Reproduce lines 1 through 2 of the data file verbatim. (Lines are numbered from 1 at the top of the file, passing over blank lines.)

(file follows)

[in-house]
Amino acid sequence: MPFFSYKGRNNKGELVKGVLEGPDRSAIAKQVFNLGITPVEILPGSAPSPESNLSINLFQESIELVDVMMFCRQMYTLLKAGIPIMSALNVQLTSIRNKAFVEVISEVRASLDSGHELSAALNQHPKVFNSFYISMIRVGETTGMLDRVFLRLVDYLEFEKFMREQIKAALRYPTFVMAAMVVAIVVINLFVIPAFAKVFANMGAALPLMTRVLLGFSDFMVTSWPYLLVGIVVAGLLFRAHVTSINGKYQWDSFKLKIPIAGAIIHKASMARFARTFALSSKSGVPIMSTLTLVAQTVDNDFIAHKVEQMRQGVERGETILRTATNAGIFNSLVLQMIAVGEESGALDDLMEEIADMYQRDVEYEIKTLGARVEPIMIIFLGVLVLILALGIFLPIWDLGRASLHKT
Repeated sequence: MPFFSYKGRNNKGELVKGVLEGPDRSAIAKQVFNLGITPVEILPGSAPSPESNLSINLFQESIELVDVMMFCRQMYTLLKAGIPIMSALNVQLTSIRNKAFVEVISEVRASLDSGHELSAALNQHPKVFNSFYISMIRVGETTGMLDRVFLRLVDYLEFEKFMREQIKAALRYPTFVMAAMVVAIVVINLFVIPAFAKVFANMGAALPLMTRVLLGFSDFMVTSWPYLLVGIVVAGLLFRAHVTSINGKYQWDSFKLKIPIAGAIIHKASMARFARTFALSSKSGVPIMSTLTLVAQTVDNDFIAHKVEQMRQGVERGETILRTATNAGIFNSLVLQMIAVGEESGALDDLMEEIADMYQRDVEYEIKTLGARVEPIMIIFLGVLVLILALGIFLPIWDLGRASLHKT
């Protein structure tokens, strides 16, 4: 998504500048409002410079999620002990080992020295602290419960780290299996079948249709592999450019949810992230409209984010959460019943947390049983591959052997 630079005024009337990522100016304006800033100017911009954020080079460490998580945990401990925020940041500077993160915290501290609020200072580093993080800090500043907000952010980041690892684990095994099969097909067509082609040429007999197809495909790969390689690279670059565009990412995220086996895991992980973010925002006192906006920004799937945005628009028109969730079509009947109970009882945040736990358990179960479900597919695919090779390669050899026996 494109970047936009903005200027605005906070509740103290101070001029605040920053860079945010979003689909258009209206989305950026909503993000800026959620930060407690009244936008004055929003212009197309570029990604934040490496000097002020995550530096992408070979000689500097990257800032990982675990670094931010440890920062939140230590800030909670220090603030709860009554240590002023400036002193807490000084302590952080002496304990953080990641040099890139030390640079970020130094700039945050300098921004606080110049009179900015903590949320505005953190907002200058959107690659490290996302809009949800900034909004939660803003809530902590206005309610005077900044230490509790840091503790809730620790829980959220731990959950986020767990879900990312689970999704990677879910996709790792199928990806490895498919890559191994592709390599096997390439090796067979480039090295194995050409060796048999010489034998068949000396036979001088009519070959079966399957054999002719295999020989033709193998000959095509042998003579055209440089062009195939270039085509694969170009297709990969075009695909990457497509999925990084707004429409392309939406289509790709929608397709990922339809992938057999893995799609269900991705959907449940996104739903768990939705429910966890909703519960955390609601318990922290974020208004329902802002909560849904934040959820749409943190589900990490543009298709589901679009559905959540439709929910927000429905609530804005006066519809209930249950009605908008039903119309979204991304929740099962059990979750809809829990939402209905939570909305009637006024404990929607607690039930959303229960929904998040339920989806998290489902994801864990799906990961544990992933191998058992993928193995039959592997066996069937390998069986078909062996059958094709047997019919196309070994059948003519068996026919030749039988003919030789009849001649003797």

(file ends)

[in-house]
Amino acid sequence: MPFFSYKGRNNKGELVKGVLEGPDRSAIAKQVFNLGITPVEILPGSAPSPESNLSINLFQESIELVDVMMFCRQMYTLLKAGIPIMSALNVQLTSIRNKAFVEVISEVRASLDSGHELSAALNQHPKVFNSFYISMIRVGETTGMLDRVFLRLVDYLEFEKFMREQIKAALRYPTFVMAAMVVAIVVINLFVIPAFAKVFANMGAALPLMTRVLLGFSDFMVTSWPYLLVGIVVAGLLFRAHVTSINGKYQWDSFKLKIPIAGAIIHKASMARFARTFALSSKSGVPIMSTLTLVAQTVDNDFIAHKVEQMRQGVERGETILRTATNAGIFNSLVLQMIAVGEESGALDDLMEEIADMYQRDVEYEIKTLGARVEPIMIIFLGVLVLILALGIFLPIWDLGRASLHKT